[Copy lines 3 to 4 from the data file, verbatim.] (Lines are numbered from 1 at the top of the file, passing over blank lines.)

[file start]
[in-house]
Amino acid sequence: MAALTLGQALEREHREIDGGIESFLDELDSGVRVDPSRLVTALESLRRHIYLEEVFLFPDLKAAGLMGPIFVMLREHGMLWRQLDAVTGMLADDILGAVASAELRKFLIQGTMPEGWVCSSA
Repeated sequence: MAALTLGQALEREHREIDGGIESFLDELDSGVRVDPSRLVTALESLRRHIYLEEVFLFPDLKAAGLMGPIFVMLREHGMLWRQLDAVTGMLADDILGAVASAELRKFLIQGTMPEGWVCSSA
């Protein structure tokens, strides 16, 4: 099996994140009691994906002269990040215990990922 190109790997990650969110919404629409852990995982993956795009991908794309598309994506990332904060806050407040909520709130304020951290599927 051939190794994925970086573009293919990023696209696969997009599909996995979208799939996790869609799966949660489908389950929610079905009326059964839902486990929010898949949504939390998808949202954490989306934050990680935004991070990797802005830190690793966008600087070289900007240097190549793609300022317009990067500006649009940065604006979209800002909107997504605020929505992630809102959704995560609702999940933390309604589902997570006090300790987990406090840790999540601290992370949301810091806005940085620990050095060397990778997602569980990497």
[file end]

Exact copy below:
Repeated sequence: MAALTLGQALEREHREIDGGIESFLDELDSGVRVDPSRLVTALESLRRHIYLEEVFLFPDLKAAGLMGPIFVMLREHGMLWRQLDAVTGMLADDILGAVASAELRKFLIQGTMPEGWVCSSA
């Protein structure tokens, strides 16, 4: 099996994140009691994906002269990040215990990922 190109790997990650969110919404629409852990995982993956795009991908794309598309994506990332904060806050407040909520709130304020951290599927 051939190794994925970086573009293919990023696209696969997009599909996995979208799939996790869609799966949660489908389950929610079905009326059964839902486990929010898949949504939390998808949202954490989306934050990680935004991070990797802005830190690793966008600087070289900007240097190549793609300022317009990067500006649009940065604006979209800002909107997504605020929505992630809102959704995560609702999940933390309604589902997570006090300790987990406090840790999540601290992370949301810091806005940085620990050095060397990778997602569980990497």